Unfortunately and inexplicably, the Agency has failed to enforce the law and the industry has saved billions as a consequence - we don't know why and can only speculate, and investigate. Anyway, now a very big investment is required to make to fix the problem which unfortunately has not been attacked in bitesize pieces over 30 years of private ownership, as was the idea. This is the fault of the industry, Environment Agency, Defra and Ofwat, not the public which of course is on the receiving end of environmental damage and the sort of disruption we saw last year at Standlake, Northmoor, Brize Norton and many more villages and towns. It has been a problem for years and it was never going to heal itself, was it?
Yes it's a bad idea to throw wet wipes down the toilet and it was a bad idea to allow companies to sell non-flushable wet wipes in the first place but many of the industry's environmental stewardship problems are self-inflicted by an unwillingness to spend money on essential repairs and upgrades. It was cheaper to pollute and it still is, despite the occasional fine, even a big one of £20 million in 2017 which was about 10 days profit, a fact that the Chair of the Environment Agency has finally woken up to.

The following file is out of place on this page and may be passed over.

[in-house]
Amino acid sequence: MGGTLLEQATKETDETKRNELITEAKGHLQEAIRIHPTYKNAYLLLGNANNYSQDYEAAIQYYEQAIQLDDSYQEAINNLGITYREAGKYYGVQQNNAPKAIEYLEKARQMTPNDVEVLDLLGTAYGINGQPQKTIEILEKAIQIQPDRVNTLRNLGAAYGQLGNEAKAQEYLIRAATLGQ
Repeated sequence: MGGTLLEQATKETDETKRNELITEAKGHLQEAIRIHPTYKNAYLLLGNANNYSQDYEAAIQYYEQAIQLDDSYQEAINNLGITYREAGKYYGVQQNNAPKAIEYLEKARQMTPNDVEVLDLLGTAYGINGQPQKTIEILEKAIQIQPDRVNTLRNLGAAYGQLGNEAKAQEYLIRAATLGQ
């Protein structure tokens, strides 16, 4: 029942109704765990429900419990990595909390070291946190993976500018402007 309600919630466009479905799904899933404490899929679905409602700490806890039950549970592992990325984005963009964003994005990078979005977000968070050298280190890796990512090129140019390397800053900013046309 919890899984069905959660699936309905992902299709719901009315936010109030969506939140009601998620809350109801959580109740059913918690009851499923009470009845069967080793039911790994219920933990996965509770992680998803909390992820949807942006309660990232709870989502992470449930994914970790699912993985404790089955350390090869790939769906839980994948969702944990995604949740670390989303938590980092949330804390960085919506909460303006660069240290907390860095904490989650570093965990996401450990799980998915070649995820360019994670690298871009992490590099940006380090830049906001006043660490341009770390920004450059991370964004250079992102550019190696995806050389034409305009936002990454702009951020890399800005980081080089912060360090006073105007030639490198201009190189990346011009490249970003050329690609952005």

Now the cat is out of the bag about the extent of pollution here in Oxfordshire and the same is being discovered all over the country. The water industry is, according to the Environment Agency, breaking the law but even now it seems reluctant (maybe because such offences are so common) to take legal action and pollution remains much more profitable than doing a proper job.
By the way, whenever you hear the industry and Agency (which seems to act as the water industry's PR office) say that they only release untreated sewage to stop it backing up into people's homes, take a closer look at the facts and you will realise that it really only happens because both bodies have allowed failed infrastructure to become the norm and for it to get worse with every housing development added to it.